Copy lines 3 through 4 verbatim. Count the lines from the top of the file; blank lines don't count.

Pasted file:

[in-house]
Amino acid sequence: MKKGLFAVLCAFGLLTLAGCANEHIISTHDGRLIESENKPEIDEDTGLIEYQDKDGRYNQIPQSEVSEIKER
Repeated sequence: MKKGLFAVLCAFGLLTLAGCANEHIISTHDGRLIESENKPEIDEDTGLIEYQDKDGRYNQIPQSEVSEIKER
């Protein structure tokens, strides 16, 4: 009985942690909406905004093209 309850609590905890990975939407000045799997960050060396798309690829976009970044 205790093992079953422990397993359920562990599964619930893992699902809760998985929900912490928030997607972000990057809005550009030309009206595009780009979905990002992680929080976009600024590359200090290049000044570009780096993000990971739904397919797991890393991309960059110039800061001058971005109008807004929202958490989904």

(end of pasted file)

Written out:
Repeated sequence: MKKGLFAVLCAFGLLTLAGCANEHIISTHDGRLIESENKPEIDEDTGLIEYQDKDGRYNQIPQSEVSEIKER
């Protein structure tokens, strides 16, 4: 009985942690909406905004093209 309850609590905890990975939407000045799997960050060396798309690829976009970044 205790093992079953422990397993359920562990599964619930893992699902809760998985929900912490928030997607972000990057809005550009030309009206595009780009979905990002992680929080976009600024590359200090290049000044570009780096993000990971739904397919797991890393991309960059110039800061001058971005109008807004929202958490989904």